With recent reports showing that half of young prison inmates are from a black and minority ethnic background, Basit Mahmood argues that it’s time for a new approach other than criminalisation without addressing underlying causes


A report cited by the Voice newspaper in 2011 revealed that black boys made up 40% of the prison population, with the number of black and ethnic minority men in Young Offender Institutions (YOIs) reported to have risen from 23% in 2006 to 39% in 2010. The same report also noted the increase in the proportion of young Muslims being incarcerated. Outcomes for BME boys have got a lot worse in the years since.

Yesterday the Guardian reported that ‘More than half of the inmates held in prisons for young people in England and Wales are from a black and minority ethnic (BME) background, the highest proportion on record. 51% of boys in young offender institutions, identified as being from a BME background, whilst 42% of children in secure training centres (STCs) – prisons for children up to the age of 17 – were also from a BME background.’

It’s about time we recognised that the relationship between race and incarceration isn’t just an American problem. The disproportionate numbers confirm that criminality and deviance are racialised.

Imprisonment has become the first response to many of the social problems that lead to people finding themselves on the wrong side of the law. We know for example that 50% of prisoners are functionally illiterate and many go on to re offend. Nevertheless there is a lack of will by Her Majesty’s government to invest in better  education opportunities for prisoners i.e a long term solution

Issues such as homelessness, unemployment, drug addiction, and mental illness affect BME populations disproportionately. 46% of Muslims live in the 10 most deprived local authority districts in England. The link between poverty and violent crime is a well established one. This isn’t a cultural problem, it’s a socio economic one. And when austerity and cuts take place, they fall on people of colour disproportionately, making matters worse.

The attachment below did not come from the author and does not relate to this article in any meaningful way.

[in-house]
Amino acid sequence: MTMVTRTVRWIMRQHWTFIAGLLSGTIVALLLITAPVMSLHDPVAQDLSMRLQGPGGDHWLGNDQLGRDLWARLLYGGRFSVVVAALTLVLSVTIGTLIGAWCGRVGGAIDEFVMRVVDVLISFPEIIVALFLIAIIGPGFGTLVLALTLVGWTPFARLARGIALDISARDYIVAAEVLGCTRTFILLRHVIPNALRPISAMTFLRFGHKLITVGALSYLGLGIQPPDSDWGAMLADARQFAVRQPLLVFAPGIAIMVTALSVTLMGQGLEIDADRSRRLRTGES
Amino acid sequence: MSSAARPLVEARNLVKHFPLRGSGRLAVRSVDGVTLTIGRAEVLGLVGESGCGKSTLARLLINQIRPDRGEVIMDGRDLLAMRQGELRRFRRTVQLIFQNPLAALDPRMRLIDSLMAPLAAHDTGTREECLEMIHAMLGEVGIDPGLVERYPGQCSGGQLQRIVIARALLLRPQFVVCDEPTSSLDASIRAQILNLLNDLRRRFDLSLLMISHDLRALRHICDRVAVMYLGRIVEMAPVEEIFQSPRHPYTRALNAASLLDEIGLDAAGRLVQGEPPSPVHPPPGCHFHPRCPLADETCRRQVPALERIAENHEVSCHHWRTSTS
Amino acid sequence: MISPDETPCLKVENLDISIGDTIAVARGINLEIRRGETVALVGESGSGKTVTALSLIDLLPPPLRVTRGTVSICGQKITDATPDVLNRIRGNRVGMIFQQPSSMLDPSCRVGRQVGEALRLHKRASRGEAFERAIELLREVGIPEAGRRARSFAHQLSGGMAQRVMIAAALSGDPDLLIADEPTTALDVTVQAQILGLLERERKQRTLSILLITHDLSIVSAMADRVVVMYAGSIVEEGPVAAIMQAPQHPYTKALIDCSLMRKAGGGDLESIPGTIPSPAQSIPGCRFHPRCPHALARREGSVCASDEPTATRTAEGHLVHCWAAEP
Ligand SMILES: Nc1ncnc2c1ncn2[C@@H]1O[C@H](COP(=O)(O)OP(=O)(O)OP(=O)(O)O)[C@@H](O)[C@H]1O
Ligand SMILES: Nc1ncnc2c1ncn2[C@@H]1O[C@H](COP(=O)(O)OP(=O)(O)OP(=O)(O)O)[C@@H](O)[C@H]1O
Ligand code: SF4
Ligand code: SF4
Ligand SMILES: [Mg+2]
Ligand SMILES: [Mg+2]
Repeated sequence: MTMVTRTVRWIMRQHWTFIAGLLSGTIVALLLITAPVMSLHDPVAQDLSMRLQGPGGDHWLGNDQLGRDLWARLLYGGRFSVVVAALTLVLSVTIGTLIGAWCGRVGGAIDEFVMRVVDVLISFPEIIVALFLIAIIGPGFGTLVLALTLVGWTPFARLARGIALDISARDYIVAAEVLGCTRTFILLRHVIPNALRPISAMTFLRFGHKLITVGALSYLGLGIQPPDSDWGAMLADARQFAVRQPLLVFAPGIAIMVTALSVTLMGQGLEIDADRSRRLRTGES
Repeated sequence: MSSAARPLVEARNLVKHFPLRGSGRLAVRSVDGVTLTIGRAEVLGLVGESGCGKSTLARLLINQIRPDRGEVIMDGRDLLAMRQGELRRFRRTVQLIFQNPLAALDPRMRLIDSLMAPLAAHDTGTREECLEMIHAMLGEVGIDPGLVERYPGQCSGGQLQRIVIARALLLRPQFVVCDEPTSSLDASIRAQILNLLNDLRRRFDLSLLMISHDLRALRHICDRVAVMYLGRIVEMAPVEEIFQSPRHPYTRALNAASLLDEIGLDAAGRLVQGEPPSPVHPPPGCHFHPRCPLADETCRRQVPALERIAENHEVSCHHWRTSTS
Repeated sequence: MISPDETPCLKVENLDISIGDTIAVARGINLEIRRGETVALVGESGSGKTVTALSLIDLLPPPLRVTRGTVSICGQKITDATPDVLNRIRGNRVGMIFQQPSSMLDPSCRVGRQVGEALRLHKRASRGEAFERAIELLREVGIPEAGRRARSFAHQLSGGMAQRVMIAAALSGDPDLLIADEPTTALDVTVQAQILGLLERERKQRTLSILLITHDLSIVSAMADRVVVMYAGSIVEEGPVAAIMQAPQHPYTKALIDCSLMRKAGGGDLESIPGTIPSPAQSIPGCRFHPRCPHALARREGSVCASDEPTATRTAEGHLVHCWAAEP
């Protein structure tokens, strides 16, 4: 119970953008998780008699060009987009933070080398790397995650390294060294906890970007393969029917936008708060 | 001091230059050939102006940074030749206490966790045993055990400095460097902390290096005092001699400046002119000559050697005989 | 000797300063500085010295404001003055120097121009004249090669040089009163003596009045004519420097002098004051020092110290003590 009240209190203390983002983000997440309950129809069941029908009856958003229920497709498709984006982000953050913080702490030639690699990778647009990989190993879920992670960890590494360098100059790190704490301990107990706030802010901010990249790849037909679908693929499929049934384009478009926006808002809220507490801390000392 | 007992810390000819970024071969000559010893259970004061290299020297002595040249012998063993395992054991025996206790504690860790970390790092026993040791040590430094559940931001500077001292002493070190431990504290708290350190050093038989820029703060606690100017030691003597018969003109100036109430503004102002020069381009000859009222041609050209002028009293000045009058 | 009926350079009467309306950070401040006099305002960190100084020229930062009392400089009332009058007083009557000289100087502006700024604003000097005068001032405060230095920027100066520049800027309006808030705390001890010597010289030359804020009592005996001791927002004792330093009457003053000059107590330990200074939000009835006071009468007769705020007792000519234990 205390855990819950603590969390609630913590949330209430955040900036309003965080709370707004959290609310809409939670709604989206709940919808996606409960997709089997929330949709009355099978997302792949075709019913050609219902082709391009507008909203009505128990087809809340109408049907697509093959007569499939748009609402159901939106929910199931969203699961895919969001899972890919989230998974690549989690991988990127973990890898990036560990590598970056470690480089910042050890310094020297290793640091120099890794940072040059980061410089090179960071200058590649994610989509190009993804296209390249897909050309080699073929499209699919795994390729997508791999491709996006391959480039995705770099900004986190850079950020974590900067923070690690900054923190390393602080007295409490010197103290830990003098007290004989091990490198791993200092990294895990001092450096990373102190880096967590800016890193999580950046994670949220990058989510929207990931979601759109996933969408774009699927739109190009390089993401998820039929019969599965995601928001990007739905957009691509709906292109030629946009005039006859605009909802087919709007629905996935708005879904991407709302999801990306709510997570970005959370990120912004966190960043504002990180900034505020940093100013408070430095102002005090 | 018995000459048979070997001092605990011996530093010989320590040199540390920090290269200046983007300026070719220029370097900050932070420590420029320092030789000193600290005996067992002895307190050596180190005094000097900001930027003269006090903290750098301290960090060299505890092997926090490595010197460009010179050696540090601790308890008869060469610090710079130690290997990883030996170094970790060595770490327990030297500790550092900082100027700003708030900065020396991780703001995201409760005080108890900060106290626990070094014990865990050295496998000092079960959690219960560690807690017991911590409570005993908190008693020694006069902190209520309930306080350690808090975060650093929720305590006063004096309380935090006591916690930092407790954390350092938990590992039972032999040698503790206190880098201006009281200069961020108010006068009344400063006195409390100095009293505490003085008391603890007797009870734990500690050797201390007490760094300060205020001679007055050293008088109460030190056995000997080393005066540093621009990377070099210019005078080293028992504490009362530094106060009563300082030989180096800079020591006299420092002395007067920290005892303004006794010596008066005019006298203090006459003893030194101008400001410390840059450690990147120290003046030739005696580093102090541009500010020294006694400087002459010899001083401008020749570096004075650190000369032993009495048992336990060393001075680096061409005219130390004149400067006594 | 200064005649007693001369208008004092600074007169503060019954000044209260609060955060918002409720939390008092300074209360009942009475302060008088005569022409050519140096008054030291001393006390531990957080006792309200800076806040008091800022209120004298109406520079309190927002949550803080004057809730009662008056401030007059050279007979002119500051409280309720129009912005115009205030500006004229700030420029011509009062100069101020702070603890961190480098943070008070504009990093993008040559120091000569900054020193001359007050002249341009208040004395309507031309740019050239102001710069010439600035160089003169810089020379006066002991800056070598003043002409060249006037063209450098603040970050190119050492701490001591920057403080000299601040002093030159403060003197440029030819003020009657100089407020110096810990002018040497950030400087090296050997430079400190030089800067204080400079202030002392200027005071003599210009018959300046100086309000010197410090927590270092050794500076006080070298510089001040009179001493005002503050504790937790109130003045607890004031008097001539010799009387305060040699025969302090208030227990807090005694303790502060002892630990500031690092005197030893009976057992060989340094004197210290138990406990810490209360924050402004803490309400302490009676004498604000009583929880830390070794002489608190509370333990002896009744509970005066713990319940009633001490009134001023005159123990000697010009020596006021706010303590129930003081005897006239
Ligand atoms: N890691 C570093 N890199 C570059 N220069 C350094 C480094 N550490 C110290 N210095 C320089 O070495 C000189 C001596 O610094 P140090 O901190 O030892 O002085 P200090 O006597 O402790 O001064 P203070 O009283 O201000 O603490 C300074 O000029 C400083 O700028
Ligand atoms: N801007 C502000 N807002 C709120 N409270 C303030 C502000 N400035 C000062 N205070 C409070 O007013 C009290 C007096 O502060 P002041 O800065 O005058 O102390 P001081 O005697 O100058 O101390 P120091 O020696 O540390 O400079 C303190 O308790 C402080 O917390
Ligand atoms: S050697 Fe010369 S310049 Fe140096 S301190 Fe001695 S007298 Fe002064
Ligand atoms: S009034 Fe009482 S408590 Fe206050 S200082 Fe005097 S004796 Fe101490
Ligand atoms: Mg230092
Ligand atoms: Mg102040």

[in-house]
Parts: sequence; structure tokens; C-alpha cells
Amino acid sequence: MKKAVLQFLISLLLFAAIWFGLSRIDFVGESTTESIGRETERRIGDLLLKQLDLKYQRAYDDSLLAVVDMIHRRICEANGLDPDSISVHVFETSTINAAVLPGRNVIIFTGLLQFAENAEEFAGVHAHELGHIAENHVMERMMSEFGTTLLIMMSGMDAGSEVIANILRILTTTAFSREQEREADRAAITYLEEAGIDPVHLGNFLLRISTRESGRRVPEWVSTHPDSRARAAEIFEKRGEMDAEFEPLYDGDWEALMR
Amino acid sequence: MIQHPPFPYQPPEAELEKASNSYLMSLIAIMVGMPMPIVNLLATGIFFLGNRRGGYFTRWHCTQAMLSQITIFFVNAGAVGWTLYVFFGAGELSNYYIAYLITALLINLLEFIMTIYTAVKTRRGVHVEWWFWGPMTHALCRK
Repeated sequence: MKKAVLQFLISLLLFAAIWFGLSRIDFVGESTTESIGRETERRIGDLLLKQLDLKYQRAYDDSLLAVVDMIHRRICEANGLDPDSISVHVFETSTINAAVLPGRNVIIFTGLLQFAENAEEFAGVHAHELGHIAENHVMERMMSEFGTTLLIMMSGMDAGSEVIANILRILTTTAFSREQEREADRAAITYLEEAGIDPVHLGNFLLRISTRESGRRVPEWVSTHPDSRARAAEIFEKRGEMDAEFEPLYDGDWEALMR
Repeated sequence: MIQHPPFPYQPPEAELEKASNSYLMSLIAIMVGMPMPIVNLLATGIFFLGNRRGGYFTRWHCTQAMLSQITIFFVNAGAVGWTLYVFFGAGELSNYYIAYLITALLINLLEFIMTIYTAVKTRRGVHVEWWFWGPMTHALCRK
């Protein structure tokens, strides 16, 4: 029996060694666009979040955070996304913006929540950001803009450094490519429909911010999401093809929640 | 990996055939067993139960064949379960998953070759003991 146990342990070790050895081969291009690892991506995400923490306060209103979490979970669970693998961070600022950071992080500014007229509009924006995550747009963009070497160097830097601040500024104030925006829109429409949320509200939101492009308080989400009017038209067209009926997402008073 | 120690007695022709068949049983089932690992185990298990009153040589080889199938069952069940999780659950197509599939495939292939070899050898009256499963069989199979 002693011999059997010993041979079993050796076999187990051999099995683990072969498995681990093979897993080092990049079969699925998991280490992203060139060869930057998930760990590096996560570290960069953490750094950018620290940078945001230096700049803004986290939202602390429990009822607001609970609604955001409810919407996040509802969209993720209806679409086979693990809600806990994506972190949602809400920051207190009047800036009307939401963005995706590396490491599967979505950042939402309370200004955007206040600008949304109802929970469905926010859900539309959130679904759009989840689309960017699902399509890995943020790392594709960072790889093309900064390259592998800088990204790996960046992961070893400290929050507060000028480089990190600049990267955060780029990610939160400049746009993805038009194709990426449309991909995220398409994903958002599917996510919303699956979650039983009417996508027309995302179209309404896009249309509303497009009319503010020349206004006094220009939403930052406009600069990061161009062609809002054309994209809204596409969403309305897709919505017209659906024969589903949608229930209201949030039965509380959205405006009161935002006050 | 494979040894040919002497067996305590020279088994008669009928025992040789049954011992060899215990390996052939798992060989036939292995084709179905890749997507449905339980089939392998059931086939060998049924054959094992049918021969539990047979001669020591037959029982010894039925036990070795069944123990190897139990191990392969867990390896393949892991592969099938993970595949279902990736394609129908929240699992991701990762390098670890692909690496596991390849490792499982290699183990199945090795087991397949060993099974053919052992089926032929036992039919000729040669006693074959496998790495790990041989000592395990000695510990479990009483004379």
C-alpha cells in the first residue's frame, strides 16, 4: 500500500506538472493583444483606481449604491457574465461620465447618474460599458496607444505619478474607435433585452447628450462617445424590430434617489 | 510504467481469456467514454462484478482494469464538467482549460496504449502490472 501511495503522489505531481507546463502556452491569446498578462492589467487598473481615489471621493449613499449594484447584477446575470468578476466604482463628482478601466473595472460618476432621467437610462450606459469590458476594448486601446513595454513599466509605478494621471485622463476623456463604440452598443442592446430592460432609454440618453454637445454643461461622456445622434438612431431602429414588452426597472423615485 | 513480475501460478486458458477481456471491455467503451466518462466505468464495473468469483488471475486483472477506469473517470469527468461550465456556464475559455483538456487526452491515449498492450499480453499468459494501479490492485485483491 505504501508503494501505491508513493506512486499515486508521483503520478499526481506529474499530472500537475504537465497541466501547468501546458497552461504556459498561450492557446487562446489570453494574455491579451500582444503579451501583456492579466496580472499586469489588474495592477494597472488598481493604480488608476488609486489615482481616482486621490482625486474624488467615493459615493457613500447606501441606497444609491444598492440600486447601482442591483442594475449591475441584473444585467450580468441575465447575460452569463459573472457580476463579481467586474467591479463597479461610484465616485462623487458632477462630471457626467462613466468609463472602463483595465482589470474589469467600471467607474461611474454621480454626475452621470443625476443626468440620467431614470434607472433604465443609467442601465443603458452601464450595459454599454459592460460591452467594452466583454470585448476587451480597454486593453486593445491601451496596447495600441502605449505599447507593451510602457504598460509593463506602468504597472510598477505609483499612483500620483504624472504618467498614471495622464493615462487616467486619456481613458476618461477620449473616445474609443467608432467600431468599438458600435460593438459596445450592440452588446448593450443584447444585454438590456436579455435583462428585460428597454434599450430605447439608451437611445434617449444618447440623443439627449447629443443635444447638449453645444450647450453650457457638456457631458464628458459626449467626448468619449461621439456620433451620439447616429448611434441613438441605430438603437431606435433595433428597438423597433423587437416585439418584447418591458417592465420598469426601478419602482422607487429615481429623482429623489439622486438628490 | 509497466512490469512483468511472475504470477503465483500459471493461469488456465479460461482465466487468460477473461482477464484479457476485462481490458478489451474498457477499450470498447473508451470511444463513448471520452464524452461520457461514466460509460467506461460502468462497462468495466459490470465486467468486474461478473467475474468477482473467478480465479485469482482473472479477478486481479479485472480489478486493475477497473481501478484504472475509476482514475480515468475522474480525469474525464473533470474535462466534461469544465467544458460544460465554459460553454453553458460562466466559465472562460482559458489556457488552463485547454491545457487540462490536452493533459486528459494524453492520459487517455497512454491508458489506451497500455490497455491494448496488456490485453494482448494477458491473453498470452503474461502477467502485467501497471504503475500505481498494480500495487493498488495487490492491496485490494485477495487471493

The end result; vast numbers of people from poor, immigrant, and racially marginalized communities ending up in prison doesn’t resolve these problems, but instead ends up hiding the problems from public view.

The automatic attribution of guilt to people of colour, whereby BME youth are portrayed as the purveyors of crime has a knock-on effect on the legal system. An example of this is the controversial joint enterprise law, whereby any number of people can be prosecuted collectively for an offence committed by only one person if it can be proven that the participants were working together in some way.

All that is required to be convicted of a crime in some instances is that a defendant is merely acquainted with the guilty party. The manner in which joint enterprise had been interpreted had resulted in an alarming number of convictions of BME prisoners.The Institute of Criminology at Cambridge University found that Black/Black British people are disproportionately represented in the statistics of those in prison for joint enterprise offences – at 37.2%, despite being only 3.3% of the British population. Mixed race prisoners were also considerably over-represented.

In 2016 the Supreme Court judges unanimously agreed in a landmark ruling that joint enterprise had been ‘wrongly interpreted’ for more than 30 years because knowledge of a crime was being treated as a punishable crime in itself. The court ruled that intent must also be proven and that foresight on its own is not enough to get a conviction.

Legal experts came to believe there was the potential for thousands of appeals from prisoners convicted under joint enterprise, especially those from BME communities, who are all too easily typecast as gang members, a key factor contributing to convictions under joint enterprise.

Patrick Williams, senior lecturer at Manchester Metropolitan University, whose area of interest includes young, black males and the criminal justice system, and who has conducted research for the JENGbA (Joint Enterprise Not Guilty by Association) has highlighted how the joint enterprise law was being used as a vacuum to ‘hoover up’ children from black and ethnic minority communities.

When surveillance is focused on communities of color, immigrants, the unemployed, the undereducated, the homeless, and in general on those who have a diminishing claim to social resources, it leads to inequality of outcomes in the criminal justice system.

It’s about time we address the underlying causes that give rise to the disproportionate number of boys and men from prisons ending up behind bars.

Prisons do not disappear problems, they disappear human beings. Locking up large numbers of young boys from BME backgrounds is not a solution to many of the structural inequalities and social problems that make some more likely to end up behind bars just because of their background. As Paul Lawrence of 100 Black Men of London; a  community based charity delivering programmes and activities focused on Mentoring, Education, Economic Empowerment and Health & Wellness said, “LBC is asking why more than 50% of young offenders are black boys. Have they ever asked why 54% of black male graduates are unemployed?”

Basit Mahmood is a freelance journalist and columnist for Media Diversified

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